The dream of working from home is certainly an appealing one. No more dreary meetings, or expensive commutes to the office. Wouldn't it be so much better to just roll out of bed at a civil hour, have a leisurely breakfast and take the working day at your own pace – in your pyjamas?
But the reality of home working is more complex, because as the boss you're responsible for everything. Does your existing home insurance cover working from home or starting a business? Will it cover a photocopier? And what if you hire someone to help you out?
Do I need insurance for working from home?
At the least, most insurers will want to know if your home has become a place of business. Our buildings insurance policy asks you to notify us within 7 days if you have:
'registered your home as a business address or use your home in any part for business, trade or a profession, unless it is just for clerical work and no clients or customers visit'
This is not an unusual clause. So regardless of who your provider is, there's a risk that a claim could be rejected if you don't keep them in the loop. If you're not self-employed and just working remotely at home, this could be less of a priority.
Do I need insurance for business equipment?
It's certainly possible to run a business with little more than a laptop and a phone. Or if you're working remotely from the office, you'll probably just need a computer and an internet connection. So your contents insurance may cover most of what you need, depending on the kind of work you're doing.
In the case of our contents insurance, for example, we'll pay up to £5,000 in total for loss or damage to business equipment within your home. That includes cover of up to £2,000 for any single item. If your start-up needs more expensive equipment, then you should seek out specialist business equipment insurance.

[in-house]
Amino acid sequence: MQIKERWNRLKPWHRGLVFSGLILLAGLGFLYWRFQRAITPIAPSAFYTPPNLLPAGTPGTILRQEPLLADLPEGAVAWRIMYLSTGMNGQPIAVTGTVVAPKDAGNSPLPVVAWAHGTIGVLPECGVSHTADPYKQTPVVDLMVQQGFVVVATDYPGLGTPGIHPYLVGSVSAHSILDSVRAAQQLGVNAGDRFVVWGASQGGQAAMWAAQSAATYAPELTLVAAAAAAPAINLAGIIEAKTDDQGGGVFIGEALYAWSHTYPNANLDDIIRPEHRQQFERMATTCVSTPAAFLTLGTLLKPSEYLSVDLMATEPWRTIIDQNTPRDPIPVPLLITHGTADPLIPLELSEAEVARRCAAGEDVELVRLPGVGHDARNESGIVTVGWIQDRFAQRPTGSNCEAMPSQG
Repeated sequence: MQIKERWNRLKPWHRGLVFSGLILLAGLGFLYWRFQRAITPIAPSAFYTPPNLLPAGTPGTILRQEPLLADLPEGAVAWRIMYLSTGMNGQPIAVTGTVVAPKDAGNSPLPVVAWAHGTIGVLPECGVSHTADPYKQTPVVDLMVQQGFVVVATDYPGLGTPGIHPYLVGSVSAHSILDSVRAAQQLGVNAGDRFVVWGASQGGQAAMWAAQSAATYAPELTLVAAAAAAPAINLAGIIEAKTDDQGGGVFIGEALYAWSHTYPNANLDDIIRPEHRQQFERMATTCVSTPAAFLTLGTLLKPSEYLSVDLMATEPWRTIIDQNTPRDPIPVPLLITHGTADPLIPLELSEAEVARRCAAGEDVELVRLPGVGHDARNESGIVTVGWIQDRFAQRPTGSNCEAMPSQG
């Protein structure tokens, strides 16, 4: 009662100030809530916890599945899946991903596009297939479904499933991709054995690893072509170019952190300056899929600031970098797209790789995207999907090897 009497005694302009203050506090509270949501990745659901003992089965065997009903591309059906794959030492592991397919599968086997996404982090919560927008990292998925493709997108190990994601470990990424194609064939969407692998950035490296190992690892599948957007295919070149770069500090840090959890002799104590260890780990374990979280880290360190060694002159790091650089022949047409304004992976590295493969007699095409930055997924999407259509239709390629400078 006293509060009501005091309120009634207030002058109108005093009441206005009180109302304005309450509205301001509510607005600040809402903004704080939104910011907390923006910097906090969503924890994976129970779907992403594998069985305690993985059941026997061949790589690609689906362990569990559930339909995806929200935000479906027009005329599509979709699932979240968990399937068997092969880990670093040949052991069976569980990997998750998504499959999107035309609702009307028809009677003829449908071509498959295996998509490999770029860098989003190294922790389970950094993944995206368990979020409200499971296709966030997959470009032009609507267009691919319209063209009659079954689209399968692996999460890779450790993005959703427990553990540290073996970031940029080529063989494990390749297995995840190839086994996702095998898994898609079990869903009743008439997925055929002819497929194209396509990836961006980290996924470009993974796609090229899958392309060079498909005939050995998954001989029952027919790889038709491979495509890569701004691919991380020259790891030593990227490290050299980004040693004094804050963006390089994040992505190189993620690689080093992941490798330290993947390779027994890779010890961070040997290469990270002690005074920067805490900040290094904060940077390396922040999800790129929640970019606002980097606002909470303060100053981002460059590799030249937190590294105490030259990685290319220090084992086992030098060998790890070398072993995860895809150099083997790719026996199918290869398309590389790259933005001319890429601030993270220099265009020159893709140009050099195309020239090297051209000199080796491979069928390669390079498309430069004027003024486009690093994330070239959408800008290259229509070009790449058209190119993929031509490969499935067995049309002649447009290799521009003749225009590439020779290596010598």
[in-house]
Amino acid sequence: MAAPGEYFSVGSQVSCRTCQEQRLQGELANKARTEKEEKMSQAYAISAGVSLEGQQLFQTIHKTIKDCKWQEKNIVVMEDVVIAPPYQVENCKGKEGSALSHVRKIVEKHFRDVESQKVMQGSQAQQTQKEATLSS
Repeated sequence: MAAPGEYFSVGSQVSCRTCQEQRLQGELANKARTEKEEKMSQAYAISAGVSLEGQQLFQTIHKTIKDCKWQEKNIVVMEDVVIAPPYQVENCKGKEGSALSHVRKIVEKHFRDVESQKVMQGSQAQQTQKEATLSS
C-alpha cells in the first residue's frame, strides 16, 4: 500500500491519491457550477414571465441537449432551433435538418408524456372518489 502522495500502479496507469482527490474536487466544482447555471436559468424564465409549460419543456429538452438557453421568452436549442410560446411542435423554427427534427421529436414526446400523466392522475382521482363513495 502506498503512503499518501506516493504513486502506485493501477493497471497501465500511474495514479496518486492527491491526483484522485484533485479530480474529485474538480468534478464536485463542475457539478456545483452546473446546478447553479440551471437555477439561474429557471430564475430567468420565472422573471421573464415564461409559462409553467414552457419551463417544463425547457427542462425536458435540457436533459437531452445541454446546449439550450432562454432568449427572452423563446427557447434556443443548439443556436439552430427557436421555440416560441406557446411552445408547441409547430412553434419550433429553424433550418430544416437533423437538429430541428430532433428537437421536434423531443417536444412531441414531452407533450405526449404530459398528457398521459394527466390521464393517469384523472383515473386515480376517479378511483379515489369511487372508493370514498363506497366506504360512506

Do I need public liability insurance?
When your business involves interacting with customers or members of the public, you should consider taking out public liability insurance. Because if someone suffers an injury arising out of your work, you may be ordered to pay damages. Public liability insurance will cover such costs and also any associated hospital or legal fees. It's not compulsory, but it's worth looking into.
What about employers' liability insurance?
Should your home business go really well and you need to hire people to work for you, you'll be legally obliged to take out employers' liability insurance. This is to help you pay compensation if an employee is injured or becomes ill because of the work they do for you.
The policy will need to cover you for at least £5 million, and come from an authorised insurer. Best to get that sorted fairly quickly, as you can be fined £2,500 every day you're not insured. You may not have to take out employers' liability insurance if you employ a family member or someone who is based overseas.
You can check the government's website for more information about employers' liability insurance.
If you're thinking about ditching the office, your provider will be more than happy to discuss any insurance implications of working from home .